The White House economic stimulus plan was heavy on spending inducements but light on retirement incentives. Still, a few other carrots are dangling out there to encourage saving, especially in retirement plans, with more benefits on the way in 2010.
Whether you’re nearing retirement or remain years away, regularly socking away cash is the best way to be prepared. Here’s what’s happening with three key types of accounts – traditional individual retirement accounts, Roth IRAs and workplace 401(k)-style plans.
IRAs let people invest on a tax-deferred basis, with taxes due when the money is withdrawn. Some investors can deduct their contribution, up to $5,000 a year (more for workers 50 and up).
Deduction eligibility depends on whether you have retirement coverage at work. If so, you might not be able to deduct anything if your income is too high.
IRA deductions for those with workplace coverage in 2009 start phasing out at income levels of $55,000 (singles) and $89,000 (joint filers).
Most Americans don’t contribute to an IRA, and many low-income workers miss out on the saver’s tax credit, worth up to $1,000 for singles and $2,000 for joint filers with modest income.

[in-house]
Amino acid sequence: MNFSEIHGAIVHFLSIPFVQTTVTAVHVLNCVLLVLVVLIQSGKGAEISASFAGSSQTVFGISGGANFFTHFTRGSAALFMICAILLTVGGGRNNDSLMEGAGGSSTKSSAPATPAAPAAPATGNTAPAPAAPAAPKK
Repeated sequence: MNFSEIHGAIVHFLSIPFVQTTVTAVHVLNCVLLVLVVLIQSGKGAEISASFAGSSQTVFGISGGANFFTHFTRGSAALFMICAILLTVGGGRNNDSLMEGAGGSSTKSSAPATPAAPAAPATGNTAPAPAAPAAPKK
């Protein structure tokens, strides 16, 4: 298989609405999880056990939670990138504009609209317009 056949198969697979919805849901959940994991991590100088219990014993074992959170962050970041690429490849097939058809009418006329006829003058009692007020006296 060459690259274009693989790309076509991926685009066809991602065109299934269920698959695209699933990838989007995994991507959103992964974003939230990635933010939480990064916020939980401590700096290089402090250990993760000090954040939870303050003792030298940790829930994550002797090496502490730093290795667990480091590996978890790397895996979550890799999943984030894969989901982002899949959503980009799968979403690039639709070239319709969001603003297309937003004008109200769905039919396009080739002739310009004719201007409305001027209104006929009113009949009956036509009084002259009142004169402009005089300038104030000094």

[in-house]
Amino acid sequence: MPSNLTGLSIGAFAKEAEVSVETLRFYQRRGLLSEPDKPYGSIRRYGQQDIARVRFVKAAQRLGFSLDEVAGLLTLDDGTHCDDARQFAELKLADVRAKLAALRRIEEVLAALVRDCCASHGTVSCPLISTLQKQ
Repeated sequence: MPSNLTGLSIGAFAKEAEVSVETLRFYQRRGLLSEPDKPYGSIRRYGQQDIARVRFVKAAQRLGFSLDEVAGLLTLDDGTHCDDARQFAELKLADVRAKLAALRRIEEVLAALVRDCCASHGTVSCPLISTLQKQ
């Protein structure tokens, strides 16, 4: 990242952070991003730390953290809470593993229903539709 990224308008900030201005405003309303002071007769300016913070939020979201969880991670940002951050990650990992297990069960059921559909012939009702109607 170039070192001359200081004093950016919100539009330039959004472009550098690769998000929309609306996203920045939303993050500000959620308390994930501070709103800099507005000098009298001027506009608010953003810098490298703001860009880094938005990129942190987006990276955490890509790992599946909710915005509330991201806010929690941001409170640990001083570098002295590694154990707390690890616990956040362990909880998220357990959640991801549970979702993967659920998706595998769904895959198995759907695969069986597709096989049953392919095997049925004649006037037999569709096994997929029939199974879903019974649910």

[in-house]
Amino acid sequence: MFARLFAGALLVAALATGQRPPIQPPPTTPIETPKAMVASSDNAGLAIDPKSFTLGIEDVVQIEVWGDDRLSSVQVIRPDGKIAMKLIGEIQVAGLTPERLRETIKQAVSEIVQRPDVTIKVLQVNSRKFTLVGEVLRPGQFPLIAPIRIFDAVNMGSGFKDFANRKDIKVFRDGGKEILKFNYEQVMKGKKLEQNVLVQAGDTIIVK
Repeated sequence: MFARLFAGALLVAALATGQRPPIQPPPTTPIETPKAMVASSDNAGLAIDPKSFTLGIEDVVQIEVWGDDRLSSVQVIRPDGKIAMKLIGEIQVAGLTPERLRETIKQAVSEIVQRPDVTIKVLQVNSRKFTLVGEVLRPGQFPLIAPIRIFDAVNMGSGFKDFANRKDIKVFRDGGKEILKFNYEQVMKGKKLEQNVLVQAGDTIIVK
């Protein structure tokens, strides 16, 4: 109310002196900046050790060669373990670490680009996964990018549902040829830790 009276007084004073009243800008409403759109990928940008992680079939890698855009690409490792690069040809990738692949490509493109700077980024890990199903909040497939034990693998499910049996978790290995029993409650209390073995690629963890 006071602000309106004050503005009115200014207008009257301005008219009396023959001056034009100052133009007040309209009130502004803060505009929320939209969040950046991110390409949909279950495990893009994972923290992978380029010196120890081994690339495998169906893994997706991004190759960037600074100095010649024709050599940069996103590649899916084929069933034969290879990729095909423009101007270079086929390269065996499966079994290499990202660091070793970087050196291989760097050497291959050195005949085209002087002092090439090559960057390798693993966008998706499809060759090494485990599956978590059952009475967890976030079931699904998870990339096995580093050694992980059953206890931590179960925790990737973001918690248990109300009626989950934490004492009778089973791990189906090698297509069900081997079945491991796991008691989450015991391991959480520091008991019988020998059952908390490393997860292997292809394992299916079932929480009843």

The White House’s 2010 budget aims to boost participation by offering a 50 percent, refundable saver’s credit on the first $1,000 in retirement contributions for families earning under $65,000.
IRAs and 401(k) plans are key places to invest saver’s-credit money.
Unlike traditional IRAs, Roths offer no deductions. Still, investment dollars grow tax-free, and taxes don’t normally apply on withdrawals.
If you think income-tax rates will rise in the future, it’s smart to have some retirement money in Roths. Plus, you don’t have to start withdrawing from Roths by age 701/2, as with regular IRAs.
Higher-income people face Roth contribution limits. For 2009, eligibility starts to end at $105,000 in income for singles, $166,000 for joint filers.
You can convert or transfer money from a traditional IRA to a Roth (and pay ordinary income taxes) if your income doesn’t exceed $100,000. But starting in 2010, the government is waving that $100,000 limit, which means higher-income people can open Roth IRAs with a transfer.
With most investments down in value, a conversion makes more sense now because the tax bite would be less. Plus, you can delay taxes on a conversion done in 2010 to 2011 and 2012.
In terms of taxation, 401(k) plans work like traditional IRAs, with a front-end tax deduction (through salary deferral), tax-deferred growth of investment dollars and taxes payable on withdrawals. (Roth 401(k)s also are available but are fairly minor so far.) One key incentive making 401(k)s popular is the matching funds paid by employers.
You can invest more each year in a 401(k) than in an IRA, with money pulled conveniently from each paycheck.
Workers can invest up to $16,500 in 401(k) plans in 2009, $1,000 more than in 2008.
Despite their benefits, 401(k) plans have proved less popular among younger and lower-paid workers. To address this, the White House budget aims to boost participation by prodding 401(k) sponsors to enroll all eligible workers automatically.
Employers lacking a retirement plan would enroll workers in a direct-deposit IRA instead.